Why does advice make us feel bad?

My college kid’s electric kettle started leaking.  I offered to buy them a new one but they said it was okay using a pot on the stove.  When I went to stay with them for a few days I found I quite liked using the pot as well and started doing it at home because my own kettle has an awkward lid – not pointing any fingers Betty Crocker – and takes a lot of space on the counter, but I can’t delude myself that it’s retro and cool to use a pot on the stove. It’s like I’m so poor that I can’t afford a kettle with a lid that closes, or I’m so lazy and disorganized that I don’t get to buying one that works properly.  I’m not a college student so it just looks like I don’t have my shit together and it makes me feel bad.

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People who give advice seem to have it all together. Whether it’s real estate, getting things done, low carbs,  decluttering, it’s always the same. They tell their sad story about how they started out poor, adrift, overweight, a hoarder, and found that the only way to get their life together was to do a whole bunch of things that if they had been able to do them in the first place they wouldn’t have ended up the way they did. They start out worse than us and end up better, like J.K. Rowling – that makes us feel bad.

They talk confidently and pace up and down on the stage and tell corny jokes, often with a southern accent, and they’re just reg’lar folk. They’re just like you and me, so if they could do it, we can do it.  That makes us feel bad.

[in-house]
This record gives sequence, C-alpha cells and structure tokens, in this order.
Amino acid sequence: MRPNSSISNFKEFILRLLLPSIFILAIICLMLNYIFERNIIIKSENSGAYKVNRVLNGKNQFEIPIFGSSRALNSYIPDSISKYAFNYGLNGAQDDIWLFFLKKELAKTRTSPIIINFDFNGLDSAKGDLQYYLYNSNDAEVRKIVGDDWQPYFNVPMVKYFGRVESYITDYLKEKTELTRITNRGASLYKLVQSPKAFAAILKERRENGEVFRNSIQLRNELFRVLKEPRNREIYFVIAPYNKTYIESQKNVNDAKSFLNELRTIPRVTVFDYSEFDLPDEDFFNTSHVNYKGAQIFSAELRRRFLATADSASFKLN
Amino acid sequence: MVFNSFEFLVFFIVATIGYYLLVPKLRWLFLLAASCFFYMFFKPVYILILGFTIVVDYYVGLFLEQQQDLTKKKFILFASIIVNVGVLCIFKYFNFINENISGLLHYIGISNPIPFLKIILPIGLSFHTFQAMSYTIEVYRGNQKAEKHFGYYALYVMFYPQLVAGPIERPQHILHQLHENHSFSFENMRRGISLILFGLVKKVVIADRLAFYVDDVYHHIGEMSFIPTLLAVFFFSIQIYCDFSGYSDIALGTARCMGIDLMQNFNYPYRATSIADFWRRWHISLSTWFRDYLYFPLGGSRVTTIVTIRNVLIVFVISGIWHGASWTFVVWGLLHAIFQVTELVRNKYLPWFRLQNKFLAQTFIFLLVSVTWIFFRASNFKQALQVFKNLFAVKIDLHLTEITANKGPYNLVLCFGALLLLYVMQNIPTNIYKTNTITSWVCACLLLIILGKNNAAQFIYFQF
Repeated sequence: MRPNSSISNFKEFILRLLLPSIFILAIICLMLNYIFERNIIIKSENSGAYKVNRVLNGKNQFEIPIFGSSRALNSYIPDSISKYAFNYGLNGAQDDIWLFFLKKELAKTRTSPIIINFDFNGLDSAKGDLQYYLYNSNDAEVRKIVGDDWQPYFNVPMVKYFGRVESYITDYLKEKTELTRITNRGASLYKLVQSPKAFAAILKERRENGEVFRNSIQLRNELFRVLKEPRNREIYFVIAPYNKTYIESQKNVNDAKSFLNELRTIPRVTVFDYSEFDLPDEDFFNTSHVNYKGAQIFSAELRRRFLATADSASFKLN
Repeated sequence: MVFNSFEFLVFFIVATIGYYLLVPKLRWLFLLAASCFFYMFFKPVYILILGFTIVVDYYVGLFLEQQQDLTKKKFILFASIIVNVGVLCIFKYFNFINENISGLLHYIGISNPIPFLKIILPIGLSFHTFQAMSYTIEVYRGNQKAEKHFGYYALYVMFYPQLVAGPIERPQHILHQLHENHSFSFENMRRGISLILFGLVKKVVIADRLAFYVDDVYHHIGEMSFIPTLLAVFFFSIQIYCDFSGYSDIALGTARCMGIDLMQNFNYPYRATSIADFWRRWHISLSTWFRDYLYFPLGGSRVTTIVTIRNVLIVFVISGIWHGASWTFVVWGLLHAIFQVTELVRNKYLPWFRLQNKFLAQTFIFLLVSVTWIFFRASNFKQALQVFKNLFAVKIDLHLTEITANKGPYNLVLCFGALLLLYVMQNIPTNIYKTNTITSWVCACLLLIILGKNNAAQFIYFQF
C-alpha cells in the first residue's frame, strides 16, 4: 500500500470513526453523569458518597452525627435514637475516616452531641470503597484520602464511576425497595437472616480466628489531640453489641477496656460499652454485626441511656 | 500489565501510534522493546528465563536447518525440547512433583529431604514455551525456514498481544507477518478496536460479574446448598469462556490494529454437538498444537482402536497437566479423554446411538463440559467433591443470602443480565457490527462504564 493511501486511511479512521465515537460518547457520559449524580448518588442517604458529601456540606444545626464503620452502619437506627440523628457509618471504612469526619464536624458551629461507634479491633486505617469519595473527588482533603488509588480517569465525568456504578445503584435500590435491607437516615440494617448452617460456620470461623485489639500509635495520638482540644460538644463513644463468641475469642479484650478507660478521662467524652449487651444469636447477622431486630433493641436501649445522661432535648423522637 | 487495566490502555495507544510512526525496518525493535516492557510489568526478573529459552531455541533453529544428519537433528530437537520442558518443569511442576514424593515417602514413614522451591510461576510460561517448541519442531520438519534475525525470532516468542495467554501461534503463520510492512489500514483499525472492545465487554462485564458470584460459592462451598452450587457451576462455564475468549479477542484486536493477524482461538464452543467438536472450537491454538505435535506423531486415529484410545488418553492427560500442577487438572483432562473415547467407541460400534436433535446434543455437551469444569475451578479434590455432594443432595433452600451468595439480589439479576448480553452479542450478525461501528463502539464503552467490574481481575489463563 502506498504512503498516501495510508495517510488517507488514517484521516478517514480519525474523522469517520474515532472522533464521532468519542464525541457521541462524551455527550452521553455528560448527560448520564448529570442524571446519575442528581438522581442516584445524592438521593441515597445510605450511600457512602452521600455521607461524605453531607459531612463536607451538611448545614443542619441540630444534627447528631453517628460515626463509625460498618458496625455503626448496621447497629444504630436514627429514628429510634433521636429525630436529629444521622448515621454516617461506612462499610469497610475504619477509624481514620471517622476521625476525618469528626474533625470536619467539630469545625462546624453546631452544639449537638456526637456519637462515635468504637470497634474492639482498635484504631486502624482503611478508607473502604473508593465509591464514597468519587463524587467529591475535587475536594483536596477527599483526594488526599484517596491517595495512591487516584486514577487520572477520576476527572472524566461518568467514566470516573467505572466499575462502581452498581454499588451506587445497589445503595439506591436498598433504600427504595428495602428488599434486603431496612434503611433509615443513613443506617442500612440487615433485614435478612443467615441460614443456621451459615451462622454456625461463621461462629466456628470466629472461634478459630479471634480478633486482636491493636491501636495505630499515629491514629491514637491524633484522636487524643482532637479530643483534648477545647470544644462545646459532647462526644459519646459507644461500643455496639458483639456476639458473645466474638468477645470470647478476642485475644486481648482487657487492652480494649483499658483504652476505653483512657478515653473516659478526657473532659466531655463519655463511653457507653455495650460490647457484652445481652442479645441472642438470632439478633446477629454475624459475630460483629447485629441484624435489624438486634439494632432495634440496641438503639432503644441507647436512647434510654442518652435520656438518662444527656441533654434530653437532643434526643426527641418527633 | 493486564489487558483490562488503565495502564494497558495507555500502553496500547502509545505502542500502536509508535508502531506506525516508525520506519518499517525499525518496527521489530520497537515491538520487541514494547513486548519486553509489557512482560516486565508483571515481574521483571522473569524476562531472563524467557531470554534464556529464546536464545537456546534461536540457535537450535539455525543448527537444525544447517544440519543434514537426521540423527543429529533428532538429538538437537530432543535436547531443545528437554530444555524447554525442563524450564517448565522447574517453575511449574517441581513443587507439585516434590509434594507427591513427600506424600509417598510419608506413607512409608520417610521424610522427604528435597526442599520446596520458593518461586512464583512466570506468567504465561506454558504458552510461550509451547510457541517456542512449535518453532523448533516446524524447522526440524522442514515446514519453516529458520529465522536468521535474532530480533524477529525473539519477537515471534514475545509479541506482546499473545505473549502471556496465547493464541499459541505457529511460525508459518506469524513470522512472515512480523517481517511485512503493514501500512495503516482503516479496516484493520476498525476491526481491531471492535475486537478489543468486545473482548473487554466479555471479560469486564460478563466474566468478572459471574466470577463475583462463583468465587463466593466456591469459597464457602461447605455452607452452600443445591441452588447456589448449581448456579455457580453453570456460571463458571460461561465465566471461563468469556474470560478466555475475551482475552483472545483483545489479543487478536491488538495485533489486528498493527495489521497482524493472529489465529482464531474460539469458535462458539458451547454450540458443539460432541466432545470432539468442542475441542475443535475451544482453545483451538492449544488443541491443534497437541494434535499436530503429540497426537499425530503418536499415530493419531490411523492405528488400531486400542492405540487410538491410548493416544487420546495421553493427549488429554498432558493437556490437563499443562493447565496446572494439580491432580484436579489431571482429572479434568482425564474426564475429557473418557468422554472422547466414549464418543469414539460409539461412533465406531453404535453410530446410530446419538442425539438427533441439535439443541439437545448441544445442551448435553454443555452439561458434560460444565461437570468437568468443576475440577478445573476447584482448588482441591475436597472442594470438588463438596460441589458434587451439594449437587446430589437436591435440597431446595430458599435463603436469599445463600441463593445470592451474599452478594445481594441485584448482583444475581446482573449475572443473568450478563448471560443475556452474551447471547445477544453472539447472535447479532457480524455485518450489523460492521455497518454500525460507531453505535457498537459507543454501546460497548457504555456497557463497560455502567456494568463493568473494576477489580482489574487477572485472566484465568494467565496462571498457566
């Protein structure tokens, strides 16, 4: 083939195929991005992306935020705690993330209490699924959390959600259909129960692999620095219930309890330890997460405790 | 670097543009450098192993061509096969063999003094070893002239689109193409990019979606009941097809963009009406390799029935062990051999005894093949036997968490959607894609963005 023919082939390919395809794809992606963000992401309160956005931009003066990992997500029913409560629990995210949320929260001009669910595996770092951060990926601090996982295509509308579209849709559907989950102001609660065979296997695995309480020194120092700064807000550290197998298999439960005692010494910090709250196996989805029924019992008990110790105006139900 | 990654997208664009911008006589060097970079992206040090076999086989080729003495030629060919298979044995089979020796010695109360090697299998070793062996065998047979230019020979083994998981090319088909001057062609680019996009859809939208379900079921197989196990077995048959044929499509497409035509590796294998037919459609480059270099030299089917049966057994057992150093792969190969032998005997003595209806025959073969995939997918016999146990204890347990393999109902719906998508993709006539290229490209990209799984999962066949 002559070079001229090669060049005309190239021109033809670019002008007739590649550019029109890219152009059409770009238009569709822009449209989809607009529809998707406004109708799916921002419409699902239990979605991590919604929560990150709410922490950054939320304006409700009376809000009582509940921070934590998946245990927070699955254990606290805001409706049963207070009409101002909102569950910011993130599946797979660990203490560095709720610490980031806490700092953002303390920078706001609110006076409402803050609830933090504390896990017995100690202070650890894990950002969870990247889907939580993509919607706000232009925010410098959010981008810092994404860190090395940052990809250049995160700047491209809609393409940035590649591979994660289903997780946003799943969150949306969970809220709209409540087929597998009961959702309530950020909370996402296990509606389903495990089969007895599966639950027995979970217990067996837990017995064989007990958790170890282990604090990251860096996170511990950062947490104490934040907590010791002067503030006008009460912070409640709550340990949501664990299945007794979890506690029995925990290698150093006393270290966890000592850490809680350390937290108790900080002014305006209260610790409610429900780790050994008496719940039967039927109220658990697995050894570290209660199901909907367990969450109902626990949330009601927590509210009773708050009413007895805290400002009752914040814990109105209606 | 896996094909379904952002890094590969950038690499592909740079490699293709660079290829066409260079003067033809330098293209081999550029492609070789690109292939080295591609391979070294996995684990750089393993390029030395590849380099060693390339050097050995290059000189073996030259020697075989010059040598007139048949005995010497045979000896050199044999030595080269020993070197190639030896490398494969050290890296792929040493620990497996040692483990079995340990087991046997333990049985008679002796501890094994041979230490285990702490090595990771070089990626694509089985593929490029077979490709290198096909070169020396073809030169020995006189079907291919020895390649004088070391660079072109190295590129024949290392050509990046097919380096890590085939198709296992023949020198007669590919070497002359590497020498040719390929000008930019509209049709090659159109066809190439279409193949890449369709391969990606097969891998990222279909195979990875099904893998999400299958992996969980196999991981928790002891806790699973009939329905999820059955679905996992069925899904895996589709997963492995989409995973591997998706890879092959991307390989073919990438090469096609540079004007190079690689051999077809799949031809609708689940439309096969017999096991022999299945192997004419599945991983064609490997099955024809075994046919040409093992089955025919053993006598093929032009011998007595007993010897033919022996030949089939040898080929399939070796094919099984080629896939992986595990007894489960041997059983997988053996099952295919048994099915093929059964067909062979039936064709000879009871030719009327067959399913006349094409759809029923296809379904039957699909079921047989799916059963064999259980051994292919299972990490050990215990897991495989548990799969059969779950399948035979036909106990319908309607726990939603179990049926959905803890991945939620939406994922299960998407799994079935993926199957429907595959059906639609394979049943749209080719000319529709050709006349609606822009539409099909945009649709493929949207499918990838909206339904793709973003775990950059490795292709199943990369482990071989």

They tell us all these stupidly hard things we should do – ask 10 people we know to come to a meeting, make time to buy a new kettle, give up cookies, throw out our TY’s. It’s not that we can’t do those things, but we won’t do those things. Someone is telling us we should and that makes us feel bad.

We’re supposed to do the difficult things because we should want those other things – financial freedom, a new stainless-steel kettle, weight loss, a bamboo shower caddy, and a seemingly minimalist lifestyle. We aim to be the kind of people who decorate our living rooms with floating shelves that have vases on them, maybe we have a laundry room that looks like a spa or something. And yeah, we would like those things – but do we want them enough to do something about it?  Meh.

So we won’t do what other people say we should do to get what they say we should want, and that makes us feel bad.

The thing about J.K. Rowling is that she didn’t start out with the goal of being worldwide success. She wanted to tell her stories and the success was a lucky spin-off. The trick is figuring out what you want to do, rather than what you should have. But you may not want to write 11 books, so don’t get confused. You may prefer to read 11 books, or just watch the movies, or not. It’s kind of a zen thing – if you think about it too much you’ll get off track but then getting off track isn’t a bad thing, as long as you’re not trying to do something you really don’t want to do. I don’t know – I’m only here to tell you what not to do, so you don’t feel bad about not doing it.

Norm on Cheers had many opportunities to upgrade his life, but consistently chose not to, because he was doing every day the thing he really wanted to do – sit around drinking beer with his friends.  Norm wasn’t worse or better than us; he just was. Yes he had to make a living and he was married, but he was very clear with himself about what he wanted to do.  Imagine a life where you get to do every day what you really want to do.  It’s not what you want to have, but what you want to do. Or not want to do.

Disclaimer: You probably won’t end up a multi-millionaire writer. You may end up with a smaller place to live, boiling water on the stove, a paunch, and a pile of shoeboxes in your closet, but it won’t make you feel bad

Next Stop – The Budget Will Look After Itself

 

 

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